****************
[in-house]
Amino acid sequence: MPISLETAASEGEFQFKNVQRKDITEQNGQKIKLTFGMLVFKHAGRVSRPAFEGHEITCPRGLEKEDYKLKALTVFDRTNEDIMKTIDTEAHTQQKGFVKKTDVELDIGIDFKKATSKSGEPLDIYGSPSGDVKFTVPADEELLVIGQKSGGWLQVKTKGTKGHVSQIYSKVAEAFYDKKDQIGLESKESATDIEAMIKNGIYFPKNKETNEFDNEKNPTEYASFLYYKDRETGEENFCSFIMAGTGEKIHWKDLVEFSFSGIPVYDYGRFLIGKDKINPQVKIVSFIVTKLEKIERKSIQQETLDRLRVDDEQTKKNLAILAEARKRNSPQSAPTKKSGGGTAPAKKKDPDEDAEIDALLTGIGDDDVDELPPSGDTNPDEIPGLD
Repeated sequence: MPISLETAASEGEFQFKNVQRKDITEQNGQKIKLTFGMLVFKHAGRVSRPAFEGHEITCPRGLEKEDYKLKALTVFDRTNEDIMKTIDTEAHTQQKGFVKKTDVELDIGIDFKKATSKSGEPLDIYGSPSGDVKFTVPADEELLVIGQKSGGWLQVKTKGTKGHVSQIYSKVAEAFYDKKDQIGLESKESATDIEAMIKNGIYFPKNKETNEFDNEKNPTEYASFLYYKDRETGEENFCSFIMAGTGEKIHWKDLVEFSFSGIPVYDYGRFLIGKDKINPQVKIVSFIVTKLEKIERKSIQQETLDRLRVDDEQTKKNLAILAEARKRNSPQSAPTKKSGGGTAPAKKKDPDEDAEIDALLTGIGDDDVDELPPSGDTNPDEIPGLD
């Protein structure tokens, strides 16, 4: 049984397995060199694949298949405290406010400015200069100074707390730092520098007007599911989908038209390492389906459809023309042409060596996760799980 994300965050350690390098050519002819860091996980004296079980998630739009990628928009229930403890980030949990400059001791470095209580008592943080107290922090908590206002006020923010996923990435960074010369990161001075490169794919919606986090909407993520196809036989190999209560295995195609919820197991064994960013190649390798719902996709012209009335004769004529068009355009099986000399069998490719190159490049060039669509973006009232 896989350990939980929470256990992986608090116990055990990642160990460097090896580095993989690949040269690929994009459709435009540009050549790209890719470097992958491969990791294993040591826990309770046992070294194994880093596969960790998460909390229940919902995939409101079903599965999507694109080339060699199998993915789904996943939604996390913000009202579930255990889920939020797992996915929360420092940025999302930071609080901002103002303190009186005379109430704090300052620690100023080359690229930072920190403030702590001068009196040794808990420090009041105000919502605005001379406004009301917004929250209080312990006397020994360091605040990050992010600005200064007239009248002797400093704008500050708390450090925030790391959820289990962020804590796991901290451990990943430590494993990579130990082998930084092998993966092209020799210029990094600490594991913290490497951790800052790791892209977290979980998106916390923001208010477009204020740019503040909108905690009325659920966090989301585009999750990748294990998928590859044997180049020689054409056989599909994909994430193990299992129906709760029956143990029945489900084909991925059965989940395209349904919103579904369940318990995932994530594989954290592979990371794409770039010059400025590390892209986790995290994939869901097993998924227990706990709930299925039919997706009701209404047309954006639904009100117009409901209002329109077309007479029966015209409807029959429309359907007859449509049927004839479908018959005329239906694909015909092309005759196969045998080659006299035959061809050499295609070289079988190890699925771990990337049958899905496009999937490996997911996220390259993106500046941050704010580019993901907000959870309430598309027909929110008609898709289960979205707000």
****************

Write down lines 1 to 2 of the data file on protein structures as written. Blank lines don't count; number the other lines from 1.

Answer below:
[in-house]
Amino acid sequence: MPISLETAASEGEFQFKNVQRKDITEQNGQKIKLTFGMLVFKHAGRVSRPAFEGHEITCPRGLEKEDYKLKALTVFDRTNEDIMKTIDTEAHTQQKGFVKKTDVELDIGIDFKKATSKSGEPLDIYGSPSGDVKFTVPADEELLVIGQKSGGWLQVKTKGTKGHVSQIYSKVAEAFYDKKDQIGLESKESATDIEAMIKNGIYFPKNKETNEFDNEKNPTEYASFLYYKDRETGEENFCSFIMAGTGEKIHWKDLVEFSFSGIPVYDYGRFLIGKDKINPQVKIVSFIVTKLEKIERKSIQQETLDRLRVDDEQTKKNLAILAEARKRNSPQSAPTKKSGGGTAPAKKKDPDEDAEIDALLTGIGDDDVDELPPSGDTNPDEIPGLD